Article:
3

In my request handler, if the passed-in accountId cannot be converted to a valid ObjectId I want to catch the error and send back a meaningful message; however, doing so causes the return type to be incompatible, and I cannot figure out how to achieve this pretty trivial use case.

My code:

  @GetMapping("/{accountId}")
  public Mono<ResponseEntity<Account>> get(@PathVariable String accountId) {
      log.debug(GETTING_DATA_FOR_ACCOUNT, accountId);

      try {
        ObjectId id = new ObjectId(accountId);
        return repository.findById(id)
            .map(ResponseEntity::ok)
            .switchIfEmpty(Mono.just(ResponseEntity.notFound().build()));
      } catch (IllegalArgumentException ex) {
        log.error(MALFORMED_OBJECT_ID, accountId);
        // TODO(marco): find a way to return the custom error message. This seems to be currently
        //  impossible with the Reactive API, as using body(message) changes the return type to
        //  be incompatible (and Mono<ResponseEntity<?>> does not seem to cut it).
        return Mono.just(ResponseEntity.badRequest().build());
      }
  }

The body(T body) method changes the type of the returned Mono so that it is (assuming one just sends a String) a Mono<ResponseEntity<String>>; however, changing the method's return type to Mono<ResponseEntity<?>> does not work either:

        ...
        return Mono.just(ResponseEntity.badRequest().body(
            MALFORMED_OBJECT_ID.replace("{}", accountId)));

as it gives an "incompatible type" error on the other return statement:

error: incompatible types: Mono<ResponseEntity<Account>> cannot be converted to Mono<ResponseEntity<?>>
            .switchIfEmpty(Mono.just(ResponseEntity.notFound().build()));

Obviously, changing the return type of the method to Mono<?> would work, but the response then is the serialized JSON of the ResponseEntity which is NOT what I want.

I have also tried using the onErrorXxxx() methods, but they do not work here either, as the conversion error happens even before the Flux is computed, and I just get a "vanilla" 400 error with an empty message.

The only way I can think of working around this would be to add a message field to my Account object and return that one, but it's genuinely a horrible hack.

1
  • you need to read up on the basics of reactive programming. You should not use try/catch, if you wish to return an error to the client should return a Mono.error containing a ResponseStatusException. I suggest reading the getting started guide in the reactor documentation. projectreactor.io/docs/core/release/reference/#getting-started Sep 1 '20 at 8:33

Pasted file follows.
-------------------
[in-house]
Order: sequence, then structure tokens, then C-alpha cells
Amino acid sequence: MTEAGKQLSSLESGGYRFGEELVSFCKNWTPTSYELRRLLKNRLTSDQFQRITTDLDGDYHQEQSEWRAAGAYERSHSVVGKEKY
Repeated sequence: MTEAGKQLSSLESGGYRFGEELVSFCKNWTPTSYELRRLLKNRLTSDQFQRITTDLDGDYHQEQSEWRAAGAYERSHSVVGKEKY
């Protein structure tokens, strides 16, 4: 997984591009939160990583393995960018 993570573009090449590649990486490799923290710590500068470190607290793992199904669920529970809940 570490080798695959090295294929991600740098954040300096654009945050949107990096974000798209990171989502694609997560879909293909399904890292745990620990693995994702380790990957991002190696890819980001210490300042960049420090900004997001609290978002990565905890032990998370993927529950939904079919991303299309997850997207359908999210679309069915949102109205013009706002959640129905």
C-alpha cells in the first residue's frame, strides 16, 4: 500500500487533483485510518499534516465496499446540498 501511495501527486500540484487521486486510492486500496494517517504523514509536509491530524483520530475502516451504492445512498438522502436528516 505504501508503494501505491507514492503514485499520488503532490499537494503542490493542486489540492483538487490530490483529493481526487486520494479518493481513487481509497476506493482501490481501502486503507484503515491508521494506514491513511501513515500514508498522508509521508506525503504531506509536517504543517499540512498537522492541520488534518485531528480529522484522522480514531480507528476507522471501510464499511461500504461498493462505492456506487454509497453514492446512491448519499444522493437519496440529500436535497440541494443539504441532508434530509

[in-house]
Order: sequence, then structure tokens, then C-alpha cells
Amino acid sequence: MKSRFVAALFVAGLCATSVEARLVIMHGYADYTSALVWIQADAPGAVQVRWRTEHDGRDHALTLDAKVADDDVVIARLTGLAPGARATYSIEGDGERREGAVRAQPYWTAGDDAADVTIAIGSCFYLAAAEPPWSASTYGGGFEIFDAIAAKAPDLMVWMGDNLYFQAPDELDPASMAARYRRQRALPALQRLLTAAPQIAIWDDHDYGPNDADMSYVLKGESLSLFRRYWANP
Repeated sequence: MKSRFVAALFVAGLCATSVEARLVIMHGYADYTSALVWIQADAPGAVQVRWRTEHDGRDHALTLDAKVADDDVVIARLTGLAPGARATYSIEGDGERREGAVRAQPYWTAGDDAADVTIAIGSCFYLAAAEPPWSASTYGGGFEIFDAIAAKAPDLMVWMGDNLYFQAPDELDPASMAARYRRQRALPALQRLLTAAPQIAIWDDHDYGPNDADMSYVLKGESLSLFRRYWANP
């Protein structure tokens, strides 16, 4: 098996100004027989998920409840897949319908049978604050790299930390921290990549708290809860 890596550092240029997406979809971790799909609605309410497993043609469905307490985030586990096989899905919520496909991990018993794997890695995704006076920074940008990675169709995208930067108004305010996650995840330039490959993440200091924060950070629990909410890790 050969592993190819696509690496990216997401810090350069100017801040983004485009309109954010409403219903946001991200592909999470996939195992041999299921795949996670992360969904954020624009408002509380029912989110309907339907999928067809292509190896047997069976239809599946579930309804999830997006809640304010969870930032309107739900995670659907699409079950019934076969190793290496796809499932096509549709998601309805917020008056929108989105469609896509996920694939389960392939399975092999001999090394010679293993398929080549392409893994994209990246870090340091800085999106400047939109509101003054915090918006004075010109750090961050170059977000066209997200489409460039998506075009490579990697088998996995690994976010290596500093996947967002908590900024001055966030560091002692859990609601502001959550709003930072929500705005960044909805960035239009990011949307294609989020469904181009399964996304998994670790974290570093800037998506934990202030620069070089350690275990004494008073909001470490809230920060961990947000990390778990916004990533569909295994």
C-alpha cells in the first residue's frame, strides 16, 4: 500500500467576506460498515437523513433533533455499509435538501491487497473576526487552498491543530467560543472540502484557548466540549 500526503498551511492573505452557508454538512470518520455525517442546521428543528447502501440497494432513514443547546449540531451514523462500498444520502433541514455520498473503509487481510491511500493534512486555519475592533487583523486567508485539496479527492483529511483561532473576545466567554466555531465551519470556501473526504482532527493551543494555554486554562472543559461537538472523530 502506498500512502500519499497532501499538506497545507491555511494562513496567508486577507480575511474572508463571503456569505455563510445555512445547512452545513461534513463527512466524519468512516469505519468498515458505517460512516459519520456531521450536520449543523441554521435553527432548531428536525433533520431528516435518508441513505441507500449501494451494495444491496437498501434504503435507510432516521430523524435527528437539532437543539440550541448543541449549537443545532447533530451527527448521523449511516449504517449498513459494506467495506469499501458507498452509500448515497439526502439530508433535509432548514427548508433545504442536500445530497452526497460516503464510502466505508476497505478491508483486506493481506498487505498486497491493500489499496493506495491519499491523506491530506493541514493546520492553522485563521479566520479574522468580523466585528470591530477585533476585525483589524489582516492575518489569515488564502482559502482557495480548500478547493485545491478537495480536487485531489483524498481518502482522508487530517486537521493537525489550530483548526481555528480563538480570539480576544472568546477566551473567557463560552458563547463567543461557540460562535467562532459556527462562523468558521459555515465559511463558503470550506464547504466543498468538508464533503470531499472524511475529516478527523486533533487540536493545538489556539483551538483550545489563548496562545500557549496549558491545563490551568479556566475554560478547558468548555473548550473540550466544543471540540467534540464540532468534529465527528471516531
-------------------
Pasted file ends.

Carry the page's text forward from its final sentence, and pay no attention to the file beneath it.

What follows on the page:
1

@thomas-andolf's answer helped me figure out the actual solution.

For anyone stumbling upon this in future, here is how I actually solved the puzzle (and, yes, you still need the try/catch to intercept the error thrown by the ObjectId constructor):

  @GetMapping("/{accountId}")
  public Mono<ResponseEntity<Account>> get(@PathVariable String accountId) {
    return Mono.just(accountId)
        .map(acctId -> {
          try {
            return new ObjectId(accountId);
          } catch (IllegalArgumentException ex) {
            throw new ResponseStatusException(HttpStatus.BAD_REQUEST,
                MALFORMED_OBJECT_ID));
          }
        })
        .flatMap(repository::findById)
        .map(ResponseEntity::ok)
        .switchIfEmpty(Mono.just(ResponseEntity.notFound().build()));
  }

To actually see the message in the returned body, you will need to add server.error.include-message=always in application.properties (see here).

Using onError() won't work here (I did try that, in all its variants) as it requires a Mono<ResponseEntity<Account>> and there is no way to generate one from the error status (when adding the message body).

3
  • Not sure why someone down-voted this, I literally tried the code in the "accepted" answer and it doesn't compile (nor it does what I intended to do in my original question). This one compiles and does return the error message to the caller. Sep 20 '20 at 6:58
  • I had the same issue and your question helped to solve mine (stackoverflow.com/a/67413913/2096986). your solution with try/catch works although it is not using the functional style which is the best choice since you are using reactive programming.
    – Felipe
    May 6 at 7:57
  • 1
    glad it helped, @Felipe - if it did, please do upvote it, so it will help others: someone (who didn't even bother to comment and explain themselves) down-voted it, so it shows lower than the (upvoted, but incorrect) one. As I mention also above, the try/catch is necessary here because the library method I'm calling does not use functional/reactive style: that method is given and cannot be modified; not using a try/catch here causes the exception to propagate and breaks the reactive functional chain. May 14 at 7:20

Your Answer

By clicking “Post Your Answer”, you agree to our terms of service, privacy policy and cookie policy

Not the answer you're looking for? Browse other questions tagged or ask your own question.